At the cinema: Fantastic Beasts and where to find them

Helen Huang, Staff Reporter

Over Thanksgiving Break, the world was treated to two new and highly anticipated movies: Moana, about the latest Disney princess, and the Harry Potter prequel Fantastic Beasts and Where to Find Them. While I have yet to see Moana, I can tell you straight off that Fantastic Beasts is…well, “fantastic.”

Long story short, it’s based on the 2001  spin-off book of the same name, which is actually referenced in the original Harry Potter books as a textbook. The movie, the first in a planned series of five, explores the world of the 1926 American wizarding world, various magical creatures, and the adventures of Newt Scamander, a British “magizoologist” (magical animal expert), who is also the fictional “author” of the Fantastic Beasts book. Newt arrives in New York City only to have all his animals escape from his enchanted suitcase and be accused by the American wizarding government of causing recent disasters in the city with his critters.

The setting is an interesting deviation from the usual Harry Potter one. Instead of the 1990’s, it’s set in a time that most of us now think of as old-age and old-fashioned. The people wear different clothes, and everything from the buildings to the automobiles to the jobs are unfamiliar. Yet, everything seems to fit perfectly with the plot, and things are kept fresh and original with a new, separate wizarding government. The signature magic and humor of Harry Potter still exist.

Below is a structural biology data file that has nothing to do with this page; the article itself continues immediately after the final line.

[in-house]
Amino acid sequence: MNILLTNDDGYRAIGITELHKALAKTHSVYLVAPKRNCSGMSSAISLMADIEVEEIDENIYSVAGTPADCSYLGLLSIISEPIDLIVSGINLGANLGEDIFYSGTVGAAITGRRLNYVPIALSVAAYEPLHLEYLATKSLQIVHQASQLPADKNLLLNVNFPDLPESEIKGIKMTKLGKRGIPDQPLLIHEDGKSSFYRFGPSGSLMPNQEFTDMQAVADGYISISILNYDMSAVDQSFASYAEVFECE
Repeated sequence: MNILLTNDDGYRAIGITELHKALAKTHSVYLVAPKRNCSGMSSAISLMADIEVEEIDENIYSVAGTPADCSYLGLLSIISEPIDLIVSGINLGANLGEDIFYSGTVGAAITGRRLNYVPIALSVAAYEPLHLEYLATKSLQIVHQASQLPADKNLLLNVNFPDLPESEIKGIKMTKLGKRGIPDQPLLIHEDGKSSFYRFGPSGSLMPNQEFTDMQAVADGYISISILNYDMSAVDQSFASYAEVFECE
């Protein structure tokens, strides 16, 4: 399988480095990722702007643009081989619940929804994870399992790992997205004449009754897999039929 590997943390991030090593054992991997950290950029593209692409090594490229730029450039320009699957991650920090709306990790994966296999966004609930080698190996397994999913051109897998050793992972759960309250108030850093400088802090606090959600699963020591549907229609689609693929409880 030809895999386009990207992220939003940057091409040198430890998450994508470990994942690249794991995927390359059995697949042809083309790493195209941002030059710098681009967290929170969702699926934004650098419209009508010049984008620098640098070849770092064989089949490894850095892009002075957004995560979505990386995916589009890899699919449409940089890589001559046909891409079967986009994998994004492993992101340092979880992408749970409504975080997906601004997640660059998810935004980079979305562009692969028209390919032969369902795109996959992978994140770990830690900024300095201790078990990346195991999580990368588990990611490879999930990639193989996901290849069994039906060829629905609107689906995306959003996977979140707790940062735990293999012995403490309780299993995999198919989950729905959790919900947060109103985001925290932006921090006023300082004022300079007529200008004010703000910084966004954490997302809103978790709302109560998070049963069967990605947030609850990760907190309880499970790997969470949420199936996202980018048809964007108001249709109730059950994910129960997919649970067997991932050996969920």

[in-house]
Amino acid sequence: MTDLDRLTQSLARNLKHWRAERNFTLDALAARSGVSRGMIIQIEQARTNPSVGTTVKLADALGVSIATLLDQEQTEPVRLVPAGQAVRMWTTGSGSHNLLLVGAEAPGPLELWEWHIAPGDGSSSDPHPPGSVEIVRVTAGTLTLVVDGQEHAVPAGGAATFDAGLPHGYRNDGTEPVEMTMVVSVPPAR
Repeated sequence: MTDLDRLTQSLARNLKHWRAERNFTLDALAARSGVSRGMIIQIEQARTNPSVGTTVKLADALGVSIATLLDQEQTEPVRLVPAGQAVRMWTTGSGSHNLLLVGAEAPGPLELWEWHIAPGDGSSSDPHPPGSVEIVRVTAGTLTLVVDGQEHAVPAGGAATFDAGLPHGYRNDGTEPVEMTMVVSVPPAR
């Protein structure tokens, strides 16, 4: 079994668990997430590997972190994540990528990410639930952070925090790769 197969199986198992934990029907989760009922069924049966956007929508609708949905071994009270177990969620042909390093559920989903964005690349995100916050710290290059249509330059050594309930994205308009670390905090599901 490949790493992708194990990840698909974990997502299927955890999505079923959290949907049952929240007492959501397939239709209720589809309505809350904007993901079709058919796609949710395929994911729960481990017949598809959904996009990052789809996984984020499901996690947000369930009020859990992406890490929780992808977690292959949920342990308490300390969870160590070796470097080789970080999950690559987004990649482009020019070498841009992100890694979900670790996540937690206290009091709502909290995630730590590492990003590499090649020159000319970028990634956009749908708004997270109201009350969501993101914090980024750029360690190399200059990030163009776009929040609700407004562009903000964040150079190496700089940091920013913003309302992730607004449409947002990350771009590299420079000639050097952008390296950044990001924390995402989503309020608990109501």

The characters are something to behold! While almost all of them (save for a few references) are unfamiliar, they’re given good, distinct personalities. The movie does an especially good job with Newt, who’s shown as a quirky but kind-hearted animal lover, and the two sisters that help him the most—one is rational and committed to her work; the other is bright, sweet, flirtatious, and (surprisingly) strong-willed. What’s really impressive is how the women are able to be strong female characters without having to be “badass” and renounce their femininity. They’re the best kind of “strong.” They’re complex, driven, and relatable.

All in all, I have to say that Fantastic Beasts is an one-of-a-kind production. The characters in particular really drew attention. Even if you’re not a Potter fan, I seriously recommend you watch this–especially if you’re someone who can’t resist cute magical critters!